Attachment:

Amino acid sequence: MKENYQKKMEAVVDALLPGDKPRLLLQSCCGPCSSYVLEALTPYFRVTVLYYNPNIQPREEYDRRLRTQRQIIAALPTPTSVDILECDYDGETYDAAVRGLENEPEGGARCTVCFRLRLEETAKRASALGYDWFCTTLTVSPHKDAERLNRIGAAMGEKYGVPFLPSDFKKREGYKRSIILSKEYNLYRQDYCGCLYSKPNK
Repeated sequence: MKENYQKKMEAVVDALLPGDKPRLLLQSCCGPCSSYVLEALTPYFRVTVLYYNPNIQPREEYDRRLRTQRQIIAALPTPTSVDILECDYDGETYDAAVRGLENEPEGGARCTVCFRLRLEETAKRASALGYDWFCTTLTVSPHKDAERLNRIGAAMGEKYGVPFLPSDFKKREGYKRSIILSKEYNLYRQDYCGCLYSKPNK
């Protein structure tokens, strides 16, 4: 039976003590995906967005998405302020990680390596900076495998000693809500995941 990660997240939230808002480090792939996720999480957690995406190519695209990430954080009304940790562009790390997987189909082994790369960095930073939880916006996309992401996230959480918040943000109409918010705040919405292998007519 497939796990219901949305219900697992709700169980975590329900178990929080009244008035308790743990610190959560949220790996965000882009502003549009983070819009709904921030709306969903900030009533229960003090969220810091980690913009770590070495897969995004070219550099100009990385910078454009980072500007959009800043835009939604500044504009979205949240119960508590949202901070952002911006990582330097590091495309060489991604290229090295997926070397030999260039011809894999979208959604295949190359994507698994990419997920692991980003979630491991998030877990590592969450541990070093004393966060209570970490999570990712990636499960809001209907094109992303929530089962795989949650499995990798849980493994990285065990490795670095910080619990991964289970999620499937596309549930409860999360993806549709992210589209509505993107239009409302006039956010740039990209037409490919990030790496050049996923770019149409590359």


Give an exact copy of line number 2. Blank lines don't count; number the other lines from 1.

Repeated sequence: MKENYQKKMEAVVDALLPGDKPRLLLQSCCGPCSSYVLEALTPYFRVTVLYYNPNIQPREEYDRRLRTQRQIIAALPTPTSVDILECDYDGETYDAAVRGLENEPEGGARCTVCFRLRLEETAKRASALGYDWFCTTLTVSPHKDAERLNRIGAAMGEKYGVPFLPSDFKKREGYKRSIILSKEYNLYRQDYCGCLYSKPNK